UK institutional investors have a far greater appetite for alternative assets than their Australian counterparts, particularly for hedge funds, and all at the expense of equities, a JPMorgan Asset Management survey reveals.

Respondents to the survey, who included most of the UK’s largest institutional investors, were on average allocating 28 per cent of their portfolios to alternative assets, an increase from 21 per cent three years earlier.

JPMorgan AM’s survey found that this trend was expected to continue, with respondents indicating they expect their allocation to alternatives to rise to 31 per cent over the next two to three years, at the expense of equities.

A highlight of the findings showed that hedge funds account for the highest alternative weightings for UK pension scheme portfolios, with an average allocation of 8.2 per cent of a total portfolio, a rise from 6.1 per cent in 2007. Investors also confirmed they expect to increase this allocation to an average of 9.2 per cent over the next two to three years.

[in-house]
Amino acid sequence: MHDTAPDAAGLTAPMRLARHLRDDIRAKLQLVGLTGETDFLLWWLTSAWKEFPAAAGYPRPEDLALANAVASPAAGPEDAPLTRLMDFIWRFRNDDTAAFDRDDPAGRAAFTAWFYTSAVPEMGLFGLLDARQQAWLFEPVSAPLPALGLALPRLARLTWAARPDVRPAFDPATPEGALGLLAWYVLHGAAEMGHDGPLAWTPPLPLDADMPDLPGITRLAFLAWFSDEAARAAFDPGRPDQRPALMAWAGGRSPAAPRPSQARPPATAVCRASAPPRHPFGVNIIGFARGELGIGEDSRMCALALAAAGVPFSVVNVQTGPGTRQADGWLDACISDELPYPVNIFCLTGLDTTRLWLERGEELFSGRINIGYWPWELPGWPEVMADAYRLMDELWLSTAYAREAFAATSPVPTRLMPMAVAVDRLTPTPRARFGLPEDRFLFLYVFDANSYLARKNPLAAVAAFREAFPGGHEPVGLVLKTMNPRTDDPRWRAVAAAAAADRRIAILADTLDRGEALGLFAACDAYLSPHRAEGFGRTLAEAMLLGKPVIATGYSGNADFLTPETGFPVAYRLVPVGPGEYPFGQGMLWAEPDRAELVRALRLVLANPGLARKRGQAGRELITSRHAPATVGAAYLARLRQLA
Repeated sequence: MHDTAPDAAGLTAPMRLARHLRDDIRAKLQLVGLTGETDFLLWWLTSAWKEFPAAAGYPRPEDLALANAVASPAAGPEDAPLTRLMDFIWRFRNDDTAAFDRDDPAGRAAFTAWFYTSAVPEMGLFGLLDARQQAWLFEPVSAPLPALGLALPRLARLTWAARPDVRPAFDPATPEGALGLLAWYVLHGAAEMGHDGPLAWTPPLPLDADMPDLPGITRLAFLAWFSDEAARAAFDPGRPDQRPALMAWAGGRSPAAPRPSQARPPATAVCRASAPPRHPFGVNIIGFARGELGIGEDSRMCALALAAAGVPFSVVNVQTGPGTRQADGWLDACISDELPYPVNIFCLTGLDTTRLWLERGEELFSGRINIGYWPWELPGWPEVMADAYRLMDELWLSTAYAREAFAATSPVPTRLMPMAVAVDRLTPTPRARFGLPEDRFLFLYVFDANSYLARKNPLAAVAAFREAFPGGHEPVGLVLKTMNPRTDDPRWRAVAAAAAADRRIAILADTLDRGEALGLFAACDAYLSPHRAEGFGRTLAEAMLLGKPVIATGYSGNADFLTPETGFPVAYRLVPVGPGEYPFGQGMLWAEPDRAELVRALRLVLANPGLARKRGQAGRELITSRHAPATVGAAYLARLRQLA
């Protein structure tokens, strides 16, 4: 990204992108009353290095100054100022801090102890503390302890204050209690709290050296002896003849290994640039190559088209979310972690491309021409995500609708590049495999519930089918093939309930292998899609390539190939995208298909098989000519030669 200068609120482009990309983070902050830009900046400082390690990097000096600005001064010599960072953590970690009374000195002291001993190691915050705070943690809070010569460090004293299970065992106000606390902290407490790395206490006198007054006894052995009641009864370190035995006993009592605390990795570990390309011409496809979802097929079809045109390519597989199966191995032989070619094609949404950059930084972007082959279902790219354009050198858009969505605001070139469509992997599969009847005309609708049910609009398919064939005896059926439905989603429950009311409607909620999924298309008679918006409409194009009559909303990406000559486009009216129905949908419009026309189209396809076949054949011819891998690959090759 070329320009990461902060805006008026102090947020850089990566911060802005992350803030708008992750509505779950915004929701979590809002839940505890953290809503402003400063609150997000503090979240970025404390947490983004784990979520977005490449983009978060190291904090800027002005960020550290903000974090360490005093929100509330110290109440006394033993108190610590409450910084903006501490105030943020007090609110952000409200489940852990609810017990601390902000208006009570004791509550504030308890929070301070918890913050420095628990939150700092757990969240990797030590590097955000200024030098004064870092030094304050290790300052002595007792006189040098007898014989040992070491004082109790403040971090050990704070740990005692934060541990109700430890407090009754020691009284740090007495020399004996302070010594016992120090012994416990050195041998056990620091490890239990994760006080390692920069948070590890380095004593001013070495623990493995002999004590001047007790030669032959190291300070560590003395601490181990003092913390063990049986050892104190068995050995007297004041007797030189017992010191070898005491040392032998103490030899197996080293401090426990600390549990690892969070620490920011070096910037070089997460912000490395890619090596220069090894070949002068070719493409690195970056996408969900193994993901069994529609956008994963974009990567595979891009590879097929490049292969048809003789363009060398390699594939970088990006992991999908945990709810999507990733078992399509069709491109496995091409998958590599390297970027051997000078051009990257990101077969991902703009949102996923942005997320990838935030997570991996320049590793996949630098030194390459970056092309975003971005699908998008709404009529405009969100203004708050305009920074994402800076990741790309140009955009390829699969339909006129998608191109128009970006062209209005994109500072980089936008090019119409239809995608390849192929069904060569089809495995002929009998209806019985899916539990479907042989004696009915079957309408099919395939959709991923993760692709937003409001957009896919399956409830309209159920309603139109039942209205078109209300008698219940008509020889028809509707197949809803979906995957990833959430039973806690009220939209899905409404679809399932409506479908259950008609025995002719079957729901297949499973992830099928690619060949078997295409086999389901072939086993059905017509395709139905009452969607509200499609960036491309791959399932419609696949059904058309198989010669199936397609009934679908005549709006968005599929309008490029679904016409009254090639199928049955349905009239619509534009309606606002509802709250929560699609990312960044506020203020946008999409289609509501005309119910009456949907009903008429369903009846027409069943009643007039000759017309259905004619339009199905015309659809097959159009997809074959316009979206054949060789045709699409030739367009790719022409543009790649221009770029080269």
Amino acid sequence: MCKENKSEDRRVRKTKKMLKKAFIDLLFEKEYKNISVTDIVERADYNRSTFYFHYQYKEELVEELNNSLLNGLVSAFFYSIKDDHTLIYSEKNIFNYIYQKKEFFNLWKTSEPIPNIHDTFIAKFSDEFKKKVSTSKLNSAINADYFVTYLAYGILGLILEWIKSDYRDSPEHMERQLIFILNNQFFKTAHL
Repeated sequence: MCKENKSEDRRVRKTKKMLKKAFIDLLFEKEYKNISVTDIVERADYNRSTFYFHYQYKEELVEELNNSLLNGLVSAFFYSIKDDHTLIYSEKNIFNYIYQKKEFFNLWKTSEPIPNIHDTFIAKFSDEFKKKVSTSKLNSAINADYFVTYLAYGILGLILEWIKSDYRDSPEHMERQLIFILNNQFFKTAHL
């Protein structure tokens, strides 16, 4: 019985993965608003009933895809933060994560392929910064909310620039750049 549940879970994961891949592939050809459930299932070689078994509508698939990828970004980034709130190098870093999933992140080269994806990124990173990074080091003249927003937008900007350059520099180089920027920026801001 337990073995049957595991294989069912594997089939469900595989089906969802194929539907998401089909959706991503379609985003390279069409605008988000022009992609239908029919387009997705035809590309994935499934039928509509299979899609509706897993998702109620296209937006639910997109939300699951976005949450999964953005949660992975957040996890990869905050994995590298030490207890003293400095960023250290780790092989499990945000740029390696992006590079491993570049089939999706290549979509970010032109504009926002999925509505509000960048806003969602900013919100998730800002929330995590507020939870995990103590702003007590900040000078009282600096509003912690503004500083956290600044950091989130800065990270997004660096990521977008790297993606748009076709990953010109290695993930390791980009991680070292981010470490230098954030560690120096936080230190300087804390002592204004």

The hedge fund exposure of the average Australian institutional investor is more like 2-3 per cent, according to the local chief of global hedge fund-of-funds giant FRM, Richard Keary.

He said markets with lots of defined benefit pension schemes, such as the UK and US, were buying hedge fund-of-funds “hand over fist” because the nil return of equities over the past decade had left them with large funding gaps, which could not be closed by long-term government bonds with a risk-free return rate of virtually zero.

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